TOKYO (Reuters) - Japan Display Inc’s state-backed main investor has agreed to provide up to 75 billion yen ($640 million) in aid to the struggling smartphone display maker, in a publicly funded bailout to help it reduce its dependence on Apple Inc.
Japan Display’s finances have withered on fluctuating demand for Apple’s iPhones, prompting it to request support from its biggest investor Innovation Network Corp of Japan (INCJ) this year after a funding crunch saw it take out short-term loans. Apple’s products account for over half of Japan Display’s sales.
Under the bailout, INCJ will buy convertible bonds worth 45 billion yen to be issued by Japan Display, the latter said on Wednesday. INCJ, which has a 36 percent stake in Japan Display, will also provide 30 billion yen in subordinated loans.
The funds will allow Japan Display to invest in advanced screens for cars and gaming headsets as growth in the smartphone market slows.
The firm will also use part of the funds to hike its stake in organic light-emitting diode panel maker Joled to 51 percent from 15 percent by September 2017, improving its position in a key technology that makes panels thinner and more flexible than LCD screens and where it lags far behind rivals.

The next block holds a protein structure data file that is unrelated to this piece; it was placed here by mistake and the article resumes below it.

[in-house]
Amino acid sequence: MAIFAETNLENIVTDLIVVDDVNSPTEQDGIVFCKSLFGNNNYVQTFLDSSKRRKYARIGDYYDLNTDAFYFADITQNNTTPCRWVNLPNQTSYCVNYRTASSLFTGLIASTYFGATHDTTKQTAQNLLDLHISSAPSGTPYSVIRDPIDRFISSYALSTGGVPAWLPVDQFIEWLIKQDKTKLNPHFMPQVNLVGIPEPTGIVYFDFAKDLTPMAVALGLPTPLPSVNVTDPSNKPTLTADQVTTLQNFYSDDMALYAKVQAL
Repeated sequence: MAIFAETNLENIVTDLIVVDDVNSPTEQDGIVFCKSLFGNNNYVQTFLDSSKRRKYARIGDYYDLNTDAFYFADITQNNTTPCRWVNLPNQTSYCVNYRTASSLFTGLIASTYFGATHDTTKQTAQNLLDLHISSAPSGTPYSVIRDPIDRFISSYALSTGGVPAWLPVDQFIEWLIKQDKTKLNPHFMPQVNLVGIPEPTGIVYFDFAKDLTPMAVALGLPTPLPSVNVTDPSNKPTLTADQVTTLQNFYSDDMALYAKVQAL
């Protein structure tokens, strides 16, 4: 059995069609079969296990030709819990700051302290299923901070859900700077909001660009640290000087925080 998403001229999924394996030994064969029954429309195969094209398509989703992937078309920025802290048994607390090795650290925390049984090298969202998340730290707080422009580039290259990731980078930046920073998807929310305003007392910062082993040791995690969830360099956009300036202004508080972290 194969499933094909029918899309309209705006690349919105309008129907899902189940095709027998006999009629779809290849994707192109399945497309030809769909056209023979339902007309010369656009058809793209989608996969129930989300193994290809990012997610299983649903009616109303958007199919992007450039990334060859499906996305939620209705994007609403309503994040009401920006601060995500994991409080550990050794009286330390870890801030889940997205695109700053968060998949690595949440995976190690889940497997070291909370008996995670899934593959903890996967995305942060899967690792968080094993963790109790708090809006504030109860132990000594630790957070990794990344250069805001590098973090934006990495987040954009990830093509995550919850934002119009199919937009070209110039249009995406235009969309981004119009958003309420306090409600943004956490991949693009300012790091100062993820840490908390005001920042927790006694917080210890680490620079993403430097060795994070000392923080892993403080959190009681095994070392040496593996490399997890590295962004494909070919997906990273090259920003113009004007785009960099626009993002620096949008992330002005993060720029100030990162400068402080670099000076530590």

But the bailout of the ailing display maker, with taxpayers’ money, could raise questions about the role of INCJ that was established in 2009 to promote new and innovative technologies.
The funding follows INCJ’s earlier attempts to rescue Taiwan’s Sharp Corp, which was facing a financial crunch, with the aim to broker a merger between it and Japan Display. But Sharp was bought by Taiwan’s Foxconn, formally known as Hon Hai Precision Industry.
Japan Display - formed in 2012 by combining the display units of Hitachi Ltd, Sony Corp and Toshiba Corp - last month said it was slashing 30 percent of its workforce to improve profitability.
Shares of Japan Display surged as much as 11 percent to a more than one-year high earlier in the day after a media report said INCJ was finalising aid for the display maker. The shares later shed most of the gains to end up 2.5 percent, while the broader Nikkei ended down 0.3 percent.
Reporting by Makiko Yamazaki and Taiga Uranaka; Editing by Himani Sarkar